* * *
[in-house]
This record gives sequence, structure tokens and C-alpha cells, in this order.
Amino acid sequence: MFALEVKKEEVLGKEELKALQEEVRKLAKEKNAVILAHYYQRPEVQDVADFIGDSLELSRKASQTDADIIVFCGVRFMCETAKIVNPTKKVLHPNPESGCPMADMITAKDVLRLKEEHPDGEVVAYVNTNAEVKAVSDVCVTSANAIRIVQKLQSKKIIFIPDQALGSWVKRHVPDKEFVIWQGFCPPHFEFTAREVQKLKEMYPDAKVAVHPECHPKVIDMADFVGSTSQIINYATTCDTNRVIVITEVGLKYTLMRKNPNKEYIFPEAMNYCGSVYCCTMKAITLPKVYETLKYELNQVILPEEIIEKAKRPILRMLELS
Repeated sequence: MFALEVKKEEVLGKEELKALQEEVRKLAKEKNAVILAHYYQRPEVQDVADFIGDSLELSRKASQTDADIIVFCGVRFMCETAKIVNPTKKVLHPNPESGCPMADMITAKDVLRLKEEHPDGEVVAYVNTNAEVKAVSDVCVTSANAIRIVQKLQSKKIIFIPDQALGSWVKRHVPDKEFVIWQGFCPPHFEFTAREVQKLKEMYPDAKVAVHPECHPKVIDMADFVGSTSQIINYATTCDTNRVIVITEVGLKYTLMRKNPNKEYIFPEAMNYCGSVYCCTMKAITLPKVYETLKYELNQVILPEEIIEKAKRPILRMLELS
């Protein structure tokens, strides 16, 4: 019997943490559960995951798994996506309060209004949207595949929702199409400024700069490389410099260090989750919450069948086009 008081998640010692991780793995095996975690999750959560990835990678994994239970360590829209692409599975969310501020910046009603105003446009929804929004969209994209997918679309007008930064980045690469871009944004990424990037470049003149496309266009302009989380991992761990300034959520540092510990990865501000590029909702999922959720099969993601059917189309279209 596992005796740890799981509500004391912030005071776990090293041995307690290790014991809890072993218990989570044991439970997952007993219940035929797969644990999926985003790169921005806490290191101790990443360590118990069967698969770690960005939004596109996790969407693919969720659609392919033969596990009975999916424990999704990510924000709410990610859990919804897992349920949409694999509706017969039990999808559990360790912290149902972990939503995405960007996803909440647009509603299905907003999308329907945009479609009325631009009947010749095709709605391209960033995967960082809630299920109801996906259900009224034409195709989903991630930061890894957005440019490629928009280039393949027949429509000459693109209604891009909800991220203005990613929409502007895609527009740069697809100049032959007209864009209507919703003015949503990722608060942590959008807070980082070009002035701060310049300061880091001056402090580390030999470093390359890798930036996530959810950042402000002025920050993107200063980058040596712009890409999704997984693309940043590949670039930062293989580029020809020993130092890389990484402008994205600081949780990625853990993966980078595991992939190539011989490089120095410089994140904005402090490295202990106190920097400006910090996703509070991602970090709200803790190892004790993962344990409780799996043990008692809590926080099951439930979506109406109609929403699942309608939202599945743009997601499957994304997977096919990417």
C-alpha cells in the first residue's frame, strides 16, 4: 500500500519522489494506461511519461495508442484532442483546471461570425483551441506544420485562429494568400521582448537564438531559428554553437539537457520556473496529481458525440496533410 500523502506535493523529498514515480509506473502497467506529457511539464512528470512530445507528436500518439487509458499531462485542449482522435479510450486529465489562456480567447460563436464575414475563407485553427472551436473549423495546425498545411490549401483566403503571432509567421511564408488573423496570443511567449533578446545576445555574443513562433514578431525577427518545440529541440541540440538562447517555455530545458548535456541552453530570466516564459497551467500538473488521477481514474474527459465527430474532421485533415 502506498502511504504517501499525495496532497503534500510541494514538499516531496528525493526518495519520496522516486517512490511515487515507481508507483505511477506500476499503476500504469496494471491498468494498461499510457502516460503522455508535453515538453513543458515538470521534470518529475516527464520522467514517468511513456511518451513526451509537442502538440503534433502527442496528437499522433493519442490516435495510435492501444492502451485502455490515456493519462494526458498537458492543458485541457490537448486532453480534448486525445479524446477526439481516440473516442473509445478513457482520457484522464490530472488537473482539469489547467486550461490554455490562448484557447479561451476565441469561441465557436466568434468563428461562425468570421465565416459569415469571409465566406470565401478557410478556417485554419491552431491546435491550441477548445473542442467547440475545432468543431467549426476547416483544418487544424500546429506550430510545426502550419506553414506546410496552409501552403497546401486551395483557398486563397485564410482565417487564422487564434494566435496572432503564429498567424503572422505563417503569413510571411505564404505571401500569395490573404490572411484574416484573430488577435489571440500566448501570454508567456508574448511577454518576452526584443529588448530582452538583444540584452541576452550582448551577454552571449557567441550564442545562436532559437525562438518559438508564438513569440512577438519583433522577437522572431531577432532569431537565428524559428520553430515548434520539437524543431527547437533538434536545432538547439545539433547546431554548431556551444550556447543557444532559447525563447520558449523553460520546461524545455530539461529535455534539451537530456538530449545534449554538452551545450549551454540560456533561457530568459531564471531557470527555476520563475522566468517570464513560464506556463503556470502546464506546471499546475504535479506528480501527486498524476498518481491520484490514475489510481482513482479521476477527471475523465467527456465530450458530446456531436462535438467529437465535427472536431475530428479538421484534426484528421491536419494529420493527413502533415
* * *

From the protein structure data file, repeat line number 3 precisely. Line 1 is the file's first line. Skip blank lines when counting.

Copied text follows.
Amino acid sequence: MFALEVKKEEVLGKEELKALQEEVRKLAKEKNAVILAHYYQRPEVQDVADFIGDSLELSRKASQTDADIIVFCGVRFMCETAKIVNPTKKVLHPNPESGCPMADMITAKDVLRLKEEHPDGEVVAYVNTNAEVKAVSDVCVTSANAIRIVQKLQSKKIIFIPDQALGSWVKRHVPDKEFVIWQGFCPPHFEFTAREVQKLKEMYPDAKVAVHPECHPKVIDMADFVGSTSQIINYATTCDTNRVIVITEVGLKYTLMRKNPNKEYIFPEAMNYCGSVYCCTMKAITLPKVYETLKYELNQVILPEEIIEKAKRPILRMLELS